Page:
Arturo Flores and Eduardo Mendoza can’t help but smile when they talk about Mexican wine. Standing inside their five-month-old, 330square-foot wine shop, Vinito, their effusiveness lights up their faces. With their neat haircuts and trim button-downs, they resemble the proprietors of a big city storefront rather than one in the rapidly gentrifying neighborhood of Oak Cliff, just south of downtown Dallas. 

Located near the corner of Polk and Jefferson, Vinito sits along the edge of the historic Latino commercial district. It’s across from a torta joint and around the corner from a taqueria. Of course one of the first Mexican wine shops in Texas fits right in. 

During our conversation, a woman and her boyfriend enter the shop, taking stock of the space, with its white-painted brick walls and floating white shelves featuring not only wines from the Valle de Guadalupe, “the Napa of Mexico,” but also from Coahuila, Guanajuato, Zacatecas, and more. Mendoza, age thirty, excuses himself to attend to the potential customers. He returns a few minutes later as the couple walks out, a bottle of red wine in hand. 

“She was surprised there was a Mexican wine shop,” Mendoza says. “So I showed her around, asked her where she was from. She said Queretaro. She was excited to see we had wine from her home state, and she bought it.” It meant as much to Flores and Mendoza that a fellow Mexican American popped in. Mexican immigrants and their children are always looking for a piece of home, be it a regional dish or, now, wine.

Fine-dining restaurants in the state, such as the pricey Don Artemio in Fort Worth, stock a growing list of Mexican wines, but Vinito is a more approachable entry point for locals, with some bottles being as low as $23. Flores and Mendoza share that their customer base includes both Latinos and Anglos. “We’re blessed,” Mendoza adds.

The friends met while working at Meso Maya, an upscale Mexican restaurant in what used to be Dallas’s Little Mexico but is now the Uptown neighborhood. Flores, who is 27, was working there while studying to become a mechanical engineer. Mendoza was continuing his career in hospitality and retail. They hit it off over an amazement that the restaurant served Mexican wine. At the time, Mendoza already had some practical experience with Mexican wine. While visiting his in-laws in San Luis Potosí, he took time to travel to the nearby Pozo de Luna vineyard. But Flores’s sole knowledge at the time was the bottles at Meso Maya. It was enough to strike his curiosity to the point of obsession.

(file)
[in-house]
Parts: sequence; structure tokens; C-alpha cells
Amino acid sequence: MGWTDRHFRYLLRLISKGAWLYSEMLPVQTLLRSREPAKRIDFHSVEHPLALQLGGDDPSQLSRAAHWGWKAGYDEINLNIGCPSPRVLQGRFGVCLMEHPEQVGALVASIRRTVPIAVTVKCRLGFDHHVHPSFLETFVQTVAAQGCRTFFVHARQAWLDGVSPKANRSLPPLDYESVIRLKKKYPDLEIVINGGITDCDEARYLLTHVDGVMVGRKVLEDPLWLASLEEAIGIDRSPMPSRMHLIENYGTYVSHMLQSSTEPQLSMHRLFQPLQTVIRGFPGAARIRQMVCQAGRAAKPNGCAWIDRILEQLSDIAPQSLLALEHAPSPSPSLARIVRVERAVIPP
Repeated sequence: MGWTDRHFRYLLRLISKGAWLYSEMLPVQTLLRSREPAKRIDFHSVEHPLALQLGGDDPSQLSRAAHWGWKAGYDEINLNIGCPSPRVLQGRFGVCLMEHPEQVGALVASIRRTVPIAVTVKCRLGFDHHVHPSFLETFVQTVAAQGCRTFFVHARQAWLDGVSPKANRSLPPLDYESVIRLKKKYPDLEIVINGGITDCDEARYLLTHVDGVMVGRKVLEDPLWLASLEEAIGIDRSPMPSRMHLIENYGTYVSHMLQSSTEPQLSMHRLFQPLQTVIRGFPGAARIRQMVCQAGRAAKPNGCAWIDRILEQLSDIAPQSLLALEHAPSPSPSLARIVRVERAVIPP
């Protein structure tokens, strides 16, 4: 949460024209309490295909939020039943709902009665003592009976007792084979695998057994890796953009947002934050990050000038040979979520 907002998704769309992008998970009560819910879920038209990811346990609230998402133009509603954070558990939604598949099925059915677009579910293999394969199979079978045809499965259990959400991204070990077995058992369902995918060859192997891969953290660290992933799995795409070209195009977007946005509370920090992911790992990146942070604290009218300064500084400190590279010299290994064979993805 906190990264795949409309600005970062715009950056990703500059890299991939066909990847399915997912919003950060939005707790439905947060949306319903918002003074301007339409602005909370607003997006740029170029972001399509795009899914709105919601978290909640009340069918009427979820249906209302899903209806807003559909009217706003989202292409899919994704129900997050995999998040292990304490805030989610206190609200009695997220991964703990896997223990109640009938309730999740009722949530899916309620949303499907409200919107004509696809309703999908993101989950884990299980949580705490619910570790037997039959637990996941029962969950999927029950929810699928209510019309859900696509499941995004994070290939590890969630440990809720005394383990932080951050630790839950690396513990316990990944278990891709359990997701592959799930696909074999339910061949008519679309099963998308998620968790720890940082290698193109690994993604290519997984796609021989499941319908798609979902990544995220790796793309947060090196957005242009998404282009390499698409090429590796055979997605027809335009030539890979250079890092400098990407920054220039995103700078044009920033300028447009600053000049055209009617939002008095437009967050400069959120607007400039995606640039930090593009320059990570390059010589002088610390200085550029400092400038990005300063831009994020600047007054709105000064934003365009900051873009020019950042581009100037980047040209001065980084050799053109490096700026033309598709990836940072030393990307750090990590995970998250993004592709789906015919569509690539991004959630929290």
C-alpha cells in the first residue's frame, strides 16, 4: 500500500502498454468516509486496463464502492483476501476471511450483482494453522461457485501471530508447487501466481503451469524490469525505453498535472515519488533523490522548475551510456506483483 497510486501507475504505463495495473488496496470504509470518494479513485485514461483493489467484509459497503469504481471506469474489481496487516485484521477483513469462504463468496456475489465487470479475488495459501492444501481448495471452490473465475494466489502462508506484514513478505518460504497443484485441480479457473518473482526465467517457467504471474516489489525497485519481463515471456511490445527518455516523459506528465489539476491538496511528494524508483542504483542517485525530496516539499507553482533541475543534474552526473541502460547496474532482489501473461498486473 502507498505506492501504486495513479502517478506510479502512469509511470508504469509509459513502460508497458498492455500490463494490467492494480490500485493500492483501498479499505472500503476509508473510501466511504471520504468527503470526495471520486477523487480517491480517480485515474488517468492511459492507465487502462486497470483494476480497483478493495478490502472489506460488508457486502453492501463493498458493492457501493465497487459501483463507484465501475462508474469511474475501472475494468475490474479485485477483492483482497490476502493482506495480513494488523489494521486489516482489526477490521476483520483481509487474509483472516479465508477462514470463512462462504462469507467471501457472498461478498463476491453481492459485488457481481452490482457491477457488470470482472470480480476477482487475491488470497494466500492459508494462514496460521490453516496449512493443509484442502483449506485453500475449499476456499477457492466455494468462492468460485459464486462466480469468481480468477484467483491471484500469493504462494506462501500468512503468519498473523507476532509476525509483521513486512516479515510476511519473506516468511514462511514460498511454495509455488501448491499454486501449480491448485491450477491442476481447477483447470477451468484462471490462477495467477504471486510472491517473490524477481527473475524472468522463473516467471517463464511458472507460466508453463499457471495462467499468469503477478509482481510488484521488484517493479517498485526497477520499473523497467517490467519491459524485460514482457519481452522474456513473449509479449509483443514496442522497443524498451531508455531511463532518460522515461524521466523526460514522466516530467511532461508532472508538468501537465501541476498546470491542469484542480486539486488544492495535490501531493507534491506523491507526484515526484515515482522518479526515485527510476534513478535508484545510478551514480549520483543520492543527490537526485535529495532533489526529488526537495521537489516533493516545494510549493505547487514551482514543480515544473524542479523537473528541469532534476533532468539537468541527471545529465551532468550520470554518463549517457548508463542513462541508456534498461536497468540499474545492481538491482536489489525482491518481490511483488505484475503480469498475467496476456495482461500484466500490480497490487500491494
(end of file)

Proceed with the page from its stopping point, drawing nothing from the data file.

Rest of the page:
When the pandemic hit, Flores studied for the certified sommelier examination from the Court of Master Sommeliers. He achieved a level-one certification, but notes that at the time the exam had only one slide on Mexican wine, and it shared space with Israeli wine. In one of his textbooks, there were just a few pages on Mexican wine, even though the first winery in the Americas, Casa Madero, was established in what is now the Mexican border state of Coahuila, in 1597. Eventually Flores and Mendoza decided to use their downtime to plan to open Vinito. They began building relationships with winemakers, importers, and distributors. They looked into the availability of Mexican wines and were astonished at how little there was on the market, but they remained undeterred. They opened Vinito in October 2023, with 130 labels for sale.

The first day was a two-hour tasting for friends and family, but it was enough to start word of mouth going. It struck a chord with the community during the holiday season as people shopped for gifts. Someone might come in and say their dad is from Durango and their mom is from Chihuahua, and they want to know what the shop has. “They take it over to their house for Christmas and they’ll return,” Flores says. “The customers would say, ‘[My mother] couldn’t believe it was from Chihuahua, and I’m here again.’ ”

While studying for his level-one certification and planning the business, Flores says, he didn’t just fall in love with wine: “I fell in love with my culture all over again.” He goes on to speak of terroir: the concept that factors such as soil type and climate give a specific wine its own flavor, body, and aroma. Wine is of a time and place. The same goes for Mexican wine. “Some of the red wines have notes of hibiscus,” Flores says. “Some have a little hint of chile de árbol. Some wines are spicy like the cabs.” There are also natural wines and even native Mexican grapes, such as Rosa del Peru.

Centuries of immigration also influenced the wine scene in Mexico. People from France, Germany, Italy, Spain, and the Middle East brought their grapes and expertise to create a market that still has huge potential. But this isn’t just a business for Flores and Mendoza, who also maintain full-time day jobs—Flores works as an engineer at a design firm and Mendoza works in health insurance—this is about culture. “We’re more than just coming in and working out of the store,” Flores says. “We’re ambassadors for Mexico.” 

Mexican Wine Recommendations From Arturo Flores, Co-owner of Vinito 

Dominio de las Abejas Nebbiolo 2021: Pair this springy, jammy natural wine with crispy yet tender carnitas. 

Cava Quintanilla Chardonnay 2021: Take this oaky bottle to your next summer cookout to sip alongside pollo al carbon and mole verde.

Barrigon, Tempranito, Caberne & Merlo 2021: Flores prefers to drink this wine with “my mom’s guajillo-braised short-rib guiso,” he says, which elevates the subtle blend of his favorite grapes.